Looking to the Future

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Being both explanatory and exploratory in nature, this research generated

intriguing hints of research questions that were beyond the scope of this current

work.

• Further consideration of the message web concept to investigate whether

it continues to be a useful framework upon which explanations about what

is going on in organisations with CMC technologies can be constructed.

• A more intense exploration of the email strategies that staff (at all levels)

use in seeking to influence (and manipulate) others and the subsequent

behaviours that these strategies evoke (for instance, Vince’s belief that the

format of his message suggested the method to be used in responding to

a specific situation).

• Ongoing investigation into ways to manage better the distribution of

information electronically through an organisation’s message web.

As new technologies enter human society, we build up common responses over

time regarding the place such technologies occupy in our lives. In a collective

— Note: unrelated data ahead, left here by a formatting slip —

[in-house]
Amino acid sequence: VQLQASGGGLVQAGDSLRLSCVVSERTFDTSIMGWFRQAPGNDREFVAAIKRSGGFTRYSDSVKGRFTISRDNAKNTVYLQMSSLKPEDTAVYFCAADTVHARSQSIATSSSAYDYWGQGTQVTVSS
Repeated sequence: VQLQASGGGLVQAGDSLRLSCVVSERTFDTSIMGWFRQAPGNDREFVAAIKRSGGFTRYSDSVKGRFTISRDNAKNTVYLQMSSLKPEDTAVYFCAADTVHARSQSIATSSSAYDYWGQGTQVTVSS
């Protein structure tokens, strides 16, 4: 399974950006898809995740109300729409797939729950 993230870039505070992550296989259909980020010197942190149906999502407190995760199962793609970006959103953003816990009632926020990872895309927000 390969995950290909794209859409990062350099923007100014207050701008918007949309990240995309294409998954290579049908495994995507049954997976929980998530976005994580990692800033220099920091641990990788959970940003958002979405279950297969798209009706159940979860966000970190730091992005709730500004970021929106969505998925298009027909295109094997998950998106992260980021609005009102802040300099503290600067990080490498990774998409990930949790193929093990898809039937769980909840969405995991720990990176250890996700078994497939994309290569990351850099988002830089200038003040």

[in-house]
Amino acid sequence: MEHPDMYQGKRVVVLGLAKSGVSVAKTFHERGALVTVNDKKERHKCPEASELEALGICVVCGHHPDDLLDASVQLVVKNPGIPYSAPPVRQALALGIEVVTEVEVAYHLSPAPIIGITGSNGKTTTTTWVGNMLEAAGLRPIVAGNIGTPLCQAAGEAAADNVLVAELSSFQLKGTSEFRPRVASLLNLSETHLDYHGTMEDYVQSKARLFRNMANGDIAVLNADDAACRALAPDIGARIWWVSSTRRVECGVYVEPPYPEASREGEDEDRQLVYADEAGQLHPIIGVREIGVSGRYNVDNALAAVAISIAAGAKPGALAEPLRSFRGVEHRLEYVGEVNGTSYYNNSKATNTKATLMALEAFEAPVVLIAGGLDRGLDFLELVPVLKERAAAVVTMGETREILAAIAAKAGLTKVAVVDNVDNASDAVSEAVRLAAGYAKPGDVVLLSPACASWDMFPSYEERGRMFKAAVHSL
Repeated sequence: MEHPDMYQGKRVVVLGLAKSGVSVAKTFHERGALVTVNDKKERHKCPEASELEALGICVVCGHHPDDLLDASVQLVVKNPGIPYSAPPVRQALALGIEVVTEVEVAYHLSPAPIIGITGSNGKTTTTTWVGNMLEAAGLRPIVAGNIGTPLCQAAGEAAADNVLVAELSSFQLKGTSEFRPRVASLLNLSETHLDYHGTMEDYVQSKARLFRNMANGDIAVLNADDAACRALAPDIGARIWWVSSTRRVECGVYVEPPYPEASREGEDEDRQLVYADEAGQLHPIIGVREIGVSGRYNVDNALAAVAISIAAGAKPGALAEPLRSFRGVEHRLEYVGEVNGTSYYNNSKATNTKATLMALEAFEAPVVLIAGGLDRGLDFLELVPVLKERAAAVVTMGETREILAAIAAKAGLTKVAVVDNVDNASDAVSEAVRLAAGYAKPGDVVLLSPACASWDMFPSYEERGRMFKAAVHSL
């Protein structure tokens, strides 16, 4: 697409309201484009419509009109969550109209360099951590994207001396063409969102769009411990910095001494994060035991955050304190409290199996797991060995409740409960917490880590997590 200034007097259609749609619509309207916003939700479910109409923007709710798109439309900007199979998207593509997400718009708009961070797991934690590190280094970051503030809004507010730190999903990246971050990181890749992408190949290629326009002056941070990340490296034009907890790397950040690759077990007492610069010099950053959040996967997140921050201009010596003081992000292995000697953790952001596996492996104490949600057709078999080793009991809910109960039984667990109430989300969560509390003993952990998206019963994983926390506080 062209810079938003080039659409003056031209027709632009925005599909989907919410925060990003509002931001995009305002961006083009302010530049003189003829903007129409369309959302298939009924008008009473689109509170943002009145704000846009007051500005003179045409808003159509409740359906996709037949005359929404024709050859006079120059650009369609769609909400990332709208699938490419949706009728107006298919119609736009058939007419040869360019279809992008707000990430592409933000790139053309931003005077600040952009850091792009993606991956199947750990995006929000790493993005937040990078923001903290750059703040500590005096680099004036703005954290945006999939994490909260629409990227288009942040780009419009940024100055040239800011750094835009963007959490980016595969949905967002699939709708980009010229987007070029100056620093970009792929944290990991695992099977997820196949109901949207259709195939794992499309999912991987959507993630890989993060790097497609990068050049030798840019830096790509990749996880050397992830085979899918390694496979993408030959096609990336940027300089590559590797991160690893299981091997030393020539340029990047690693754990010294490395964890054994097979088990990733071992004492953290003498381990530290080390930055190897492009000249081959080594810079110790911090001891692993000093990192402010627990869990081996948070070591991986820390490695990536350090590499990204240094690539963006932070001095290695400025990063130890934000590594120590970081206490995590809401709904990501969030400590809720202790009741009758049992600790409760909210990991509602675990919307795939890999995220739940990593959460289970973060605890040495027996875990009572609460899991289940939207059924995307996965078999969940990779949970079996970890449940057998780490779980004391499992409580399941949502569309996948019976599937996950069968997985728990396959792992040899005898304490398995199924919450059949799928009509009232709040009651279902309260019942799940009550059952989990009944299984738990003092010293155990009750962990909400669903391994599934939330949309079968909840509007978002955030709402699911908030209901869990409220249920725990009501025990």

sense, we construct this habitat and this is what I believe was happening at

Station 99. However, our ability (as a society) to enter into this debate

regarding email’s place in our lives progressively diminishes over time until it

disappears entirely, At which point email will have moved away from being a

new technology and its role or place will have become taken for granted. This

taken for grantedness will evolve from, and be shaped by, the more dominant

view of what email actually is. And it is probable that this will shape and to some

extent fix, the standard or common view of what is accepted and what is

acceptable about email in the future.

My discovery of the current state of flux and fluidity at Station 99 in regard to

their thinking about email’s place and its acceptability or otherwise was a major

finding of this research. Accordingly, further exploration of the ways that

people construct criteria or standards of acceptability versus non-acceptability

in regard to email would appear to be a valuable exercise to both the academic

population and the more widespread general public community including

managers and others in organisations. Such a reflection on what is currently

happening will ensure that, although specific ways of thinking about email will

be endorsed as the dominant frame at some point in the future, alternatives will

not disappear without extensive discussion now. As message webs within

organisations grow in importance, effective management will require strategies

to be in place to respond to the dynamic demands of the Interaction Age.

In finishing this chapter, you may now be interested in reading the final

two journal extracts about the completion of the initial draft, my interaction

with the book editor and my response to the comments I received from

the two anonymous peer reviewers.3, 4